You now hold a position of 10,000 WXY Ltd CFDs with a value of $37,200.
Closing the position
A month later WXY Ltd has climbed to $4.06/4.07 in the market and so your prediction that the price would rise has been proven correct. You decide to take your profit. You sell 10,000 shares at $4.06, the bid price. The commission charge of 10 basis points will also apply to the closure of the trade and this amounts to $41 (10,000 shares x $4.06 x 0.1%).
Your gross profit on the trade is calculated as follows:
Closing level: $4.06
Opening level: $3.72
Gross profit on trade: $0.34 x 10,000 shares = $3,400. After deducting the commission charges ($37 + $41) from the total revenue you realise a profit of $3,322.
Note: To determine the overall profit on the transaction you would also have to take into account the commission you have paid & interest and dividend adjustments.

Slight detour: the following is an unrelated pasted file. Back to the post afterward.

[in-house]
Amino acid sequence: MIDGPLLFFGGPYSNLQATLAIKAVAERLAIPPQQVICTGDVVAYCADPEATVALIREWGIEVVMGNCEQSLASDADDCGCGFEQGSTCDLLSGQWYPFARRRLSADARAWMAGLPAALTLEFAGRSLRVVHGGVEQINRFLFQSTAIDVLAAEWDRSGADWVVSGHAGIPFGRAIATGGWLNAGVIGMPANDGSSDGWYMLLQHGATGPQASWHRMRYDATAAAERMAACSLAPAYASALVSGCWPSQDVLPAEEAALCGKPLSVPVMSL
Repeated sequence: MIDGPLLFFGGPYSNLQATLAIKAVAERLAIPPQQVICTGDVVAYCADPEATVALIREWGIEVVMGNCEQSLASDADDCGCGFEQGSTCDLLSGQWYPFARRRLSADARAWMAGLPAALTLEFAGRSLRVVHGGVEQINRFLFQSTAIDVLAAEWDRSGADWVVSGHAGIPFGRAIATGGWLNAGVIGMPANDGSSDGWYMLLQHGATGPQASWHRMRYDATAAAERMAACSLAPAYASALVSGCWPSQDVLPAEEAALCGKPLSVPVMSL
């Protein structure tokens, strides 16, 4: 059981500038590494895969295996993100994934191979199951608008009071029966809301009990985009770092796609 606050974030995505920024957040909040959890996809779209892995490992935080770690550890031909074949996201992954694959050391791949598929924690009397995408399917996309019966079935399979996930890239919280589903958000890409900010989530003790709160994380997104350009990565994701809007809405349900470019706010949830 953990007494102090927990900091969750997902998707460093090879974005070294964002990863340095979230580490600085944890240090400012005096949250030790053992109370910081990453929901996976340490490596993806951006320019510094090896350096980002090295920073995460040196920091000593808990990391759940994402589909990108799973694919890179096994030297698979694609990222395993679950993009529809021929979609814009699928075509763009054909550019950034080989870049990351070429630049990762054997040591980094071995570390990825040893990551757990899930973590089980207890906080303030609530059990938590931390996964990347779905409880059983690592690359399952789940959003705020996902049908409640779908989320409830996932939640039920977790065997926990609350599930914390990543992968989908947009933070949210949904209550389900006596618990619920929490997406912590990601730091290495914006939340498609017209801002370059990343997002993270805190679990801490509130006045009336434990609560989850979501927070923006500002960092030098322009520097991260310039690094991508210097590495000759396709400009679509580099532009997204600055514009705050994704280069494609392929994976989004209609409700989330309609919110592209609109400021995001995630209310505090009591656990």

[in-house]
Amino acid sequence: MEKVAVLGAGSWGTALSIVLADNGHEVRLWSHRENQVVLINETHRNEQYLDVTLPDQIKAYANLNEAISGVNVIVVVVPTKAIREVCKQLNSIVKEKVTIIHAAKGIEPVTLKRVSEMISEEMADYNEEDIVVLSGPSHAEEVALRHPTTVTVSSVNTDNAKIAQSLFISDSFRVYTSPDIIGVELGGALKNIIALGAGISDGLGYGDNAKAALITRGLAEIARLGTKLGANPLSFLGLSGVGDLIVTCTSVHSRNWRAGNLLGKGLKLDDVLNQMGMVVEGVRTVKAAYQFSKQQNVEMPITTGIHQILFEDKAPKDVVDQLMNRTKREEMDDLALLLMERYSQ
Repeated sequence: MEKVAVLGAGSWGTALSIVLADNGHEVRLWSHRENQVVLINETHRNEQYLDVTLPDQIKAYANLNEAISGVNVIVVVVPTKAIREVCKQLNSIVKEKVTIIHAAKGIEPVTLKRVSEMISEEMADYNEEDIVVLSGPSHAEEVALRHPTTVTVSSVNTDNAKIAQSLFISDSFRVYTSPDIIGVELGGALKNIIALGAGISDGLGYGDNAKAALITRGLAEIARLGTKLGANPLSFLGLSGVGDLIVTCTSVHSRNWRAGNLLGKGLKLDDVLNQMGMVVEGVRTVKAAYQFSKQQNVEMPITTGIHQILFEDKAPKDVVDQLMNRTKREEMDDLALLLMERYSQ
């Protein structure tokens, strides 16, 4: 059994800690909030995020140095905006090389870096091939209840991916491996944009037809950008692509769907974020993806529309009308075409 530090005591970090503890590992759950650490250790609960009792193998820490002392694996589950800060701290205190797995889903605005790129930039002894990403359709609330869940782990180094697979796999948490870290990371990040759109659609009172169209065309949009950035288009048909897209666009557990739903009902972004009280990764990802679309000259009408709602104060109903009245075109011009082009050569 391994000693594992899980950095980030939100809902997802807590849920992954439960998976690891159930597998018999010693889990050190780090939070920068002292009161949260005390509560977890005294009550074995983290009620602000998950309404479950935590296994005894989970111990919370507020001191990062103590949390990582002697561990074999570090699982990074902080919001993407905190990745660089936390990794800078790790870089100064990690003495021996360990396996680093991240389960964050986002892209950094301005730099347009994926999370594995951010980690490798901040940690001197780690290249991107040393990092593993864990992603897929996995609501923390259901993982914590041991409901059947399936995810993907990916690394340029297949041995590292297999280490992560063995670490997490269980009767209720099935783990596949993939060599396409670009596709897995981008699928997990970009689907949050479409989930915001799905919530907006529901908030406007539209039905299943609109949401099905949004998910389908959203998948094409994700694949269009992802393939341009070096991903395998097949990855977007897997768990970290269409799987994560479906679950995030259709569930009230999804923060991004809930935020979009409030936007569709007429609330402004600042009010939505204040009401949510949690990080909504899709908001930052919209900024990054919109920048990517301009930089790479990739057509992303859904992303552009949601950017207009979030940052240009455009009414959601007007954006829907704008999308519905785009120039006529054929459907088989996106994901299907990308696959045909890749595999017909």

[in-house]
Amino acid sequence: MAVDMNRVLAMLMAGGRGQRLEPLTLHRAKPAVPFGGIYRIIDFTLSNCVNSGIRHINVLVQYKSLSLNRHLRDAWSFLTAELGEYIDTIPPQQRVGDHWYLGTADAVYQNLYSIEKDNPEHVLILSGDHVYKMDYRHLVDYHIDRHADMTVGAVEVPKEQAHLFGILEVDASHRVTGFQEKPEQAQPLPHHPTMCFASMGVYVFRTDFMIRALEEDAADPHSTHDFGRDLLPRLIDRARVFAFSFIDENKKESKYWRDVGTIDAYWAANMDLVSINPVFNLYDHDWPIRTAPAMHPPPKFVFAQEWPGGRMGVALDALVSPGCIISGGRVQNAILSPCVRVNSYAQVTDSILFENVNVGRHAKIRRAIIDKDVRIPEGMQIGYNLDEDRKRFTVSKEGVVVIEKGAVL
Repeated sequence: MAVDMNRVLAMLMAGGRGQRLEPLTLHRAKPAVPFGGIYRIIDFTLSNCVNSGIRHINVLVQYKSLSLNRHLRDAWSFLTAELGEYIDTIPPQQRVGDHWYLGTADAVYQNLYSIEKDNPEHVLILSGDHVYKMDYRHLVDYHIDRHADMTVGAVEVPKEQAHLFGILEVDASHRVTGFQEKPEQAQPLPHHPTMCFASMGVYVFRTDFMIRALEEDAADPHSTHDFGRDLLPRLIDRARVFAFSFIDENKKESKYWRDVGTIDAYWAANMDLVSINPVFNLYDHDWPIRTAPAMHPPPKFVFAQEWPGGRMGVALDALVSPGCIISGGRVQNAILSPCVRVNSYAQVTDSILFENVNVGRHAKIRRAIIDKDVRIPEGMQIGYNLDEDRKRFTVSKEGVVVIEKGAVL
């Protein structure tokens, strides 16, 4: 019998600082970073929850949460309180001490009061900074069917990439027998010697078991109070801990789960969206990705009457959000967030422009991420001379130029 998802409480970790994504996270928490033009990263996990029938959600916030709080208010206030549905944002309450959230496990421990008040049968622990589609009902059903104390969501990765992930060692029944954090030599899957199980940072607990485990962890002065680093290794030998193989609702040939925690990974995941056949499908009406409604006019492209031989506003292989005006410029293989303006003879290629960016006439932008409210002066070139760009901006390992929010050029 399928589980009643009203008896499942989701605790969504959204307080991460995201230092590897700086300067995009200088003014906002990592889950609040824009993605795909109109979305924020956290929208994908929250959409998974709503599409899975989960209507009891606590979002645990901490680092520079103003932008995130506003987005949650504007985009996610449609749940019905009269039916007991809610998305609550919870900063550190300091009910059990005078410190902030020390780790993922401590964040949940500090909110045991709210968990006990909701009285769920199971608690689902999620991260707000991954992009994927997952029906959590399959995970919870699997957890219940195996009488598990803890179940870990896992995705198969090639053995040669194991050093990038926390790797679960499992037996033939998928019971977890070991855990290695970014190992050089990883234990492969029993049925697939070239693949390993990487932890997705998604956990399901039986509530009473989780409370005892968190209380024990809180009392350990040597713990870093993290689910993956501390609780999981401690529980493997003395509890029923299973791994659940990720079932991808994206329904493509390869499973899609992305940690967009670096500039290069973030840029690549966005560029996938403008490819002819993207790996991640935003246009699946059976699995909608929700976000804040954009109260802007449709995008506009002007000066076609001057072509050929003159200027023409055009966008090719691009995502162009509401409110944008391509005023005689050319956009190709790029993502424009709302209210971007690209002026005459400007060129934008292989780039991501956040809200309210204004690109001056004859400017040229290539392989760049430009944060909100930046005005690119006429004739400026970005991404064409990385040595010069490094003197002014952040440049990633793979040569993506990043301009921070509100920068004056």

Opening a Long (Buy) Trade: Loss
XYZ PLC is trading at 776/778. You think the price will rise so you go long and buy 2000 XYZ CFDs at 778p giving you a position size of £15,560. 2000 x 778p = £15,560
The margin requirement for XYZ is 15%. Therefore £2,334 will be allocated from your account against this trade as initial margin requirement to open the trade. £15,560 x 15% = £2,334. Remember that if the stock price moves against you, it is possible to lose more than this £1,760 initial margin.
In this specific CFD example commission is charged at 10 basis points. One basis point is 0.01 of a percentage point. To determine how much commission you would pay, you multiply your position size by the commission charge. Here this is £15.56 (£15,560 x 0.10% = £15.56).
You now hold a position of 2000 XYZ CFDs with a value of £15,560. Later you see that the XYZ’s share price has fallen to 755/757 and that your prediction that the share price would rise is wrong. You chose to close your position and sell at 755p.
As you originally bought at 778p and sold at 755p, XYZ fell by 23pence. 23pence x 2000 CFDs = £460 loss. The commission charge of 10 basis points will also apply to the closure of the trade, equalling £58.80 (755 x 2000 x 0.10% = £15.10).
After adding the commission charges to your loss on the trade your total loss is £490.66